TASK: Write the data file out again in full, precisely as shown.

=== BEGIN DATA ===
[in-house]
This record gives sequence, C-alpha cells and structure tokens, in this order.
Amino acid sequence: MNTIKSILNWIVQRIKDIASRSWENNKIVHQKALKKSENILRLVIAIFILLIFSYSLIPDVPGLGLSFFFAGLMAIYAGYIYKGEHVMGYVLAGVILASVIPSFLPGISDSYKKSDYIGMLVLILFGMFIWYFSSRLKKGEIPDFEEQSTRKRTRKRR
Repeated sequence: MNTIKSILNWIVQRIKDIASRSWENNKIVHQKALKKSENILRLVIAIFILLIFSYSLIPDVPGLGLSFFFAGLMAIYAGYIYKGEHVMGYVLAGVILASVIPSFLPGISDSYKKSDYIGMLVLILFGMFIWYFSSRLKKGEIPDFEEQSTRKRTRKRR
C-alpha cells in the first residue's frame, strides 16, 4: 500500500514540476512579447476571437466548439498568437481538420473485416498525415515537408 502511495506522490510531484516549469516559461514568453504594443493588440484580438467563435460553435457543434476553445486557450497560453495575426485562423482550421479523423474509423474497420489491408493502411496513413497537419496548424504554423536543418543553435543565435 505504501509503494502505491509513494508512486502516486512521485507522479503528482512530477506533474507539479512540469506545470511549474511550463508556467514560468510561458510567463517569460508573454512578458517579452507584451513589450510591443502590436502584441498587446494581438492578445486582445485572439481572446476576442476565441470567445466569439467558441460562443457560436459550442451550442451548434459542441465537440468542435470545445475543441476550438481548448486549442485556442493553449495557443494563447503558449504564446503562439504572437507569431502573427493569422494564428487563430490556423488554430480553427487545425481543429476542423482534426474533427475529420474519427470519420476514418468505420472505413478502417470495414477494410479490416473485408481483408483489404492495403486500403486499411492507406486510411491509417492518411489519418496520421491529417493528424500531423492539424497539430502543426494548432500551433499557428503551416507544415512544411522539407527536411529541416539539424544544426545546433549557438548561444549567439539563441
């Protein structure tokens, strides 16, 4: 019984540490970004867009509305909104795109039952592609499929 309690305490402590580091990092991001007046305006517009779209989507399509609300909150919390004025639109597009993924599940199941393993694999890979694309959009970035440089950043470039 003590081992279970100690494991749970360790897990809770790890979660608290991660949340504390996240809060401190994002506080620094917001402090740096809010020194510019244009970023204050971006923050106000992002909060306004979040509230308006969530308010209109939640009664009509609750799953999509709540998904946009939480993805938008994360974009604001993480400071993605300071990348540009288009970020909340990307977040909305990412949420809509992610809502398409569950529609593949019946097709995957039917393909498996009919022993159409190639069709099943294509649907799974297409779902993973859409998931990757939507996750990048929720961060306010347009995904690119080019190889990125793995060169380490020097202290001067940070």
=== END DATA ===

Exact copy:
[in-house]
This record gives sequence, C-alpha cells and structure tokens, in this order.
Amino acid sequence: MNTIKSILNWIVQRIKDIASRSWENNKIVHQKALKKSENILRLVIAIFILLIFSYSLIPDVPGLGLSFFFAGLMAIYAGYIYKGEHVMGYVLAGVILASVIPSFLPGISDSYKKSDYIGMLVLILFGMFIWYFSSRLKKGEIPDFEEQSTRKRTRKRR
Repeated sequence: MNTIKSILNWIVQRIKDIASRSWENNKIVHQKALKKSENILRLVIAIFILLIFSYSLIPDVPGLGLSFFFAGLMAIYAGYIYKGEHVMGYVLAGVILASVIPSFLPGISDSYKKSDYIGMLVLILFGMFIWYFSSRLKKGEIPDFEEQSTRKRTRKRR
C-alpha cells in the first residue's frame, strides 16, 4: 500500500514540476512579447476571437466548439498568437481538420473485416498525415515537408 502511495506522490510531484516549469516559461514568453504594443493588440484580438467563435460553435457543434476553445486557450497560453495575426485562423482550421479523423474509423474497420489491408493502411496513413497537419496548424504554423536543418543553435543565435 505504501509503494502505491509513494508512486502516486512521485507522479503528482512530477506533474507539479512540469506545470511549474511550463508556467514560468510561458510567463517569460508573454512578458517579452507584451513589450510591443502590436502584441498587446494581438492578445486582445485572439481572446476576442476565441470567445466569439467558441460562443457560436459550442451550442451548434459542441465537440468542435470545445475543441476550438481548448486549442485556442493553449495557443494563447503558449504564446503562439504572437507569431502573427493569422494564428487563430490556423488554430480553427487545425481543429476542423482534426474533427475529420474519427470519420476514418468505420472505413478502417470495414477494410479490416473485408481483408483489404492495403486500403486499411492507406486510411491509417492518411489519418496520421491529417493528424500531423492539424497539430502543426494548432500551433499557428503551416507544415512544411522539407527536411529541416539539424544544426545546433549557438548561444549567439539563441
């Protein structure tokens, strides 16, 4: 019984540490970004867009509305909104795109039952592609499929 309690305490402590580091990092991001007046305006517009779209989507399509609300909150919390004025639109597009993924599940199941393993694999890979694309959009970035440089950043470039 003590081992279970100690494991749970360790897990809770790890979660608290991660949340504390996240809060401190994002506080620094917001402090740096809010020194510019244009970023204050971006923050106000992002909060306004979040509230308006969530308010209109939640009664009509609750799953999509709540998904946009939480993805938008994360974009604001993480400071993605300071990348540009288009970020909340990307977040909305990412949420809509992610809502398409569950529609593949019946097709995957039917393909498996009919022993159409190639069709099943294509649907799974297409779902993973859409998931990757939507996750990048929720961060306010347009995904690119080019190889990125793995060169380490020097202290001067940070």